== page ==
|Publication number||US20060291591 A1|
|Application number||US 11/165,297|
|Publication date||Dec 28, 2006|
|Filing date||Jun 22, 2005|
|Priority date||Jun 22, 2005|
|Also published as||CN101238675A, CN101238675B, EP1908204A1, EP1908204B1, EP2182668A1, US8532232, US20100290512, WO2007002417A1|
|Publication number||11165297, 165297, US 2006/0291591 A1, US 2006/291591 A1, US 20060291591 A1, US 20060291591A1, US 2006291591 A1, US 2006291591A1, US-A1-20060291591, US-A1-2006291591, US2006/0291591A1, US2006/291591A1, US20060291591 A1, US20060291591A1, US2006291591 A1, US2006291591A1|
|Original Assignee||Kaushik Ghosh|
|Export Citation||BiBTeX, EndNote, RefMan|
|Patent Citations (8), Referenced by (10), Classifications (10), Legal Events (1)|
|External Links: USPTO, USPTO Assignment, Espacenet|
The present disclosure relates generally to wireless communication devices and, more specifically, to a method for estimating the bit error probability (BEP) in a wireless channel between a base station and a mobile station.
As mobile telecommunications evolves, increasing speeds of data transmission to mobile stations enables new types of services to be offered to mobile subscribers. Usage of these services, in turn, generates a demand for ever increasing data rates. The European Telecommunications Standards Institute (ETSI) introduced the General Packet Radio Service (GPRS) as an initial standard to increase data rates by providing packet-switched data to mobile stations based on the Global System for Mobile communications (GSM). Then as an enhancement to GSM data services, ETSI promulgated the Enhanced Data rates for GSM Evolution (EDGE) standard, with a packet-switched portion called Enhanced GPRS (EGPRS). Together, EDGE and EGPRS are described in the TIA/EIA-136-370 standard published by the Telecommunications Industry Association (TIA). Further enhancements to high-speed data transmission based on GSM include the GSM/EDGE radio access network (GERAN) standard specified by the 3rd Generation Partnership Project (3GPP). The TIA has described the GERAN enhancements in the TIA/EIA-136-370-A revision to its EGPRS-136 standard. For simplicity, the EDGE, EGPRS, TIA/EIA-136-370 and TIA/EIA-136-370-A standards are collectively referred to herein as the “EDGE standard.”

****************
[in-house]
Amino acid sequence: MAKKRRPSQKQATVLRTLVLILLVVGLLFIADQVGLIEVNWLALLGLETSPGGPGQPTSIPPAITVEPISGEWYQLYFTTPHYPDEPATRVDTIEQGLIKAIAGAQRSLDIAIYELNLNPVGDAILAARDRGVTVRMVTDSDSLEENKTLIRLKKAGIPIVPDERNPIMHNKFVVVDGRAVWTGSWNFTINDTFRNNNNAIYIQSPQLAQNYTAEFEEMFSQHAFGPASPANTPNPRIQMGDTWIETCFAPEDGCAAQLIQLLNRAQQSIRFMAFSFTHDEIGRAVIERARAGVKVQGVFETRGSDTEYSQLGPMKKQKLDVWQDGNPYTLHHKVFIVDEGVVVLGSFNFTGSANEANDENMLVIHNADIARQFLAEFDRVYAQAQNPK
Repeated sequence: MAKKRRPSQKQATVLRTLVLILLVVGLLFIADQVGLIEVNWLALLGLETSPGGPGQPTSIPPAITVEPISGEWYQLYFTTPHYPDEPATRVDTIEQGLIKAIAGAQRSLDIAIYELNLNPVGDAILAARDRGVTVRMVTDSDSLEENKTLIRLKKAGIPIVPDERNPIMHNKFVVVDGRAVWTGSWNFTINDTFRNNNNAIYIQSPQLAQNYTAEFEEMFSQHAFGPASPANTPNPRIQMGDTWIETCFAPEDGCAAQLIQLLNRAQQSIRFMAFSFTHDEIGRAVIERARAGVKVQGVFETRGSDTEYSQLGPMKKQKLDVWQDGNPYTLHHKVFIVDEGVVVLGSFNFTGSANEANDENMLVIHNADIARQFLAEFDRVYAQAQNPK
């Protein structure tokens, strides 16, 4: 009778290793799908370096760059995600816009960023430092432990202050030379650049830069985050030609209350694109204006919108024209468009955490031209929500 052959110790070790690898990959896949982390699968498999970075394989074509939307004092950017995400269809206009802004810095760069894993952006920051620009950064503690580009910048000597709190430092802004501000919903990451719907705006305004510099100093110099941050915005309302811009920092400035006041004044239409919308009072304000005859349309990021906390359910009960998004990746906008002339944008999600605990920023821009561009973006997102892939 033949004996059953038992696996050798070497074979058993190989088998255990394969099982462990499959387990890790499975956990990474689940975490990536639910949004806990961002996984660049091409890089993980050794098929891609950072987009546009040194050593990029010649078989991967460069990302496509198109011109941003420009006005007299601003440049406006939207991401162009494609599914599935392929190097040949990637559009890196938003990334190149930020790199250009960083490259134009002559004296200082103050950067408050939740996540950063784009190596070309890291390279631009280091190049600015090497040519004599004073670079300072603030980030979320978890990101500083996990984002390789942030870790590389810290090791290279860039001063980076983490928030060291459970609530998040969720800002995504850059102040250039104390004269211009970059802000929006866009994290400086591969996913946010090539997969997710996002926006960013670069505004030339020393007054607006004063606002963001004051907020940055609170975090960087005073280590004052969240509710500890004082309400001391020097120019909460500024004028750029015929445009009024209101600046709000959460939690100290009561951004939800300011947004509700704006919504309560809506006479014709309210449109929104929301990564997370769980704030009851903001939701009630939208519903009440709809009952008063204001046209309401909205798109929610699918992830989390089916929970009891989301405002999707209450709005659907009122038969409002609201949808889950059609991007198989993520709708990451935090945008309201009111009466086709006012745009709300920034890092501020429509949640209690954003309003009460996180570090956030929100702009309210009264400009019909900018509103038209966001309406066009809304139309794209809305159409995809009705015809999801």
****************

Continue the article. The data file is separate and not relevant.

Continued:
The physical layer dedicated to packet data traffic in the EDGE standard is called the Packet Data Channel (PDCH). The physical layer of the EDGE standard is specified in ETSI standard TS 145.008 (3GPP TS 45.008). Both signaling and traffic channels are transmitted over the PDCH. One of the signaling channels is the Packet Associated Control Channel (PACCH). The traffic channel transmitted over the PDCH is called the Packet Data Traffic Channel (PDTCH).
Unlike basic GSM, several of the higher-speed versions of GSM transmit data at multiple data rates. For example, data is transmitted at nine different data rates over the PDTCH. In a process called “link adaptation,” the data rate over the wireless channel is adjusted based on the channel condition. When the channel condition is good and the signal-to-noise ratio of the wireless channel is high, data can be transmitted at higher data rates. Conversely, when the channel condition is poor and the signal-to-noise ratio is low, data must be transmitted at slower data rates. Transmitting data using a particular modulation and coding scheme (MCS) at a data rate that is too high for the channel's signal-to-noise ratio can result in a loss of data. Link adaptation increases overall data throughput by using the highest data rate that can dependably be supported using a particular MCS at the signal-to-noise ratio that momentarily exists on the wireless channel. The EDGE standard requires the mobile station periodically to report the channel condition in the PACCH to the base station. The condition of the channel between the base station and the mobile station is expressed in terms of the bit error probability (BEP). The BEP is the expected value of the actual Bit Error Rate (BER) of a signal received by the mobile station over the wireless channel. The base station then transmits data in the PDTCH to the mobile station at the appropriate data rate depending on the channel condition as indicated in the PACCH.